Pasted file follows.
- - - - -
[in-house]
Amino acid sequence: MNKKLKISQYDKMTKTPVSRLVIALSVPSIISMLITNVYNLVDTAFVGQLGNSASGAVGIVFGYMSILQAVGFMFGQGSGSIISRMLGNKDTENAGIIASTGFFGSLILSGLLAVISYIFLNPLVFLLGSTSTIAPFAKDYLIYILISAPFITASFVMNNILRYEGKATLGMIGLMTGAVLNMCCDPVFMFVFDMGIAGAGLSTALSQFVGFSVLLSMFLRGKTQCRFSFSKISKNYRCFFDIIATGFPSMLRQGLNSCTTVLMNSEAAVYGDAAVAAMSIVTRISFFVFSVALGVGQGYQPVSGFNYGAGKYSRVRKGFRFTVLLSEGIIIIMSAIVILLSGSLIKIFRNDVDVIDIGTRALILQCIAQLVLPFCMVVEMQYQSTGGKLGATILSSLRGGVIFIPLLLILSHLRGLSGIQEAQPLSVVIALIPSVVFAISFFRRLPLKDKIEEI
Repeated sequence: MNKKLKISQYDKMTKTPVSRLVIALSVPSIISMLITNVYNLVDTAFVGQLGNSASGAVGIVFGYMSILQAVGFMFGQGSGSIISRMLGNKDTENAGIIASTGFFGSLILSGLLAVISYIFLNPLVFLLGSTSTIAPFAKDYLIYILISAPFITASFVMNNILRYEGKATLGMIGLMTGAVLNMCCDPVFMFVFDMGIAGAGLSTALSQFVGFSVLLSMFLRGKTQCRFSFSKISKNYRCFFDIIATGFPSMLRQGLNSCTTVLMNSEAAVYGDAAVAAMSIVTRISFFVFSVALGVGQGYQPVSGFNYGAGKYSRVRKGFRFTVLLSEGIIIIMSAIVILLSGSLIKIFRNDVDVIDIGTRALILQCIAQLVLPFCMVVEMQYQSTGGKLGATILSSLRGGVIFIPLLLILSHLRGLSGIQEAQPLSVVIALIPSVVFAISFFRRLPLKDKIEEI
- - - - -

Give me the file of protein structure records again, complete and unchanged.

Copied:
[in-house]
Amino acid sequence: MNKKLKISQYDKMTKTPVSRLVIALSVPSIISMLITNVYNLVDTAFVGQLGNSASGAVGIVFGYMSILQAVGFMFGQGSGSIISRMLGNKDTENAGIIASTGFFGSLILSGLLAVISYIFLNPLVFLLGSTSTIAPFAKDYLIYILISAPFITASFVMNNILRYEGKATLGMIGLMTGAVLNMCCDPVFMFVFDMGIAGAGLSTALSQFVGFSVLLSMFLRGKTQCRFSFSKISKNYRCFFDIIATGFPSMLRQGLNSCTTVLMNSEAAVYGDAAVAAMSIVTRISFFVFSVALGVGQGYQPVSGFNYGAGKYSRVRKGFRFTVLLSEGIIIIMSAIVILLSGSLIKIFRNDVDVIDIGTRALILQCIAQLVLPFCMVVEMQYQSTGGKLGATILSSLRGGVIFIPLLLILSHLRGLSGIQEAQPLSVVIALIPSVVFAISFFRRLPLKDKIEEI
Repeated sequence: MNKKLKISQYDKMTKTPVSRLVIALSVPSIISMLITNVYNLVDTAFVGQLGNSASGAVGIVFGYMSILQAVGFMFGQGSGSIISRMLGNKDTENAGIIASTGFFGSLILSGLLAVISYIFLNPLVFLLGSTSTIAPFAKDYLIYILISAPFITASFVMNNILRYEGKATLGMIGLMTGAVLNMCCDPVFMFVFDMGIAGAGLSTALSQFVGFSVLLSMFLRGKTQCRFSFSKISKNYRCFFDIIATGFPSMLRQGLNSCTTVLMNSEAAVYGDAAVAAMSIVTRISFFVFSVALGVGQGYQPVSGFNYGAGKYSRVRKGFRFTVLLSEGIIIIMSAIVILLSGSLIKIFRNDVDVIDIGTRALILQCIAQLVLPFCMVVEMQYQSTGGKLGATILSSLRGGVIFIPLLLILSHLRGLSGIQEAQPLSVVIALIPSVVFAISFFRRLPLKDKIEEI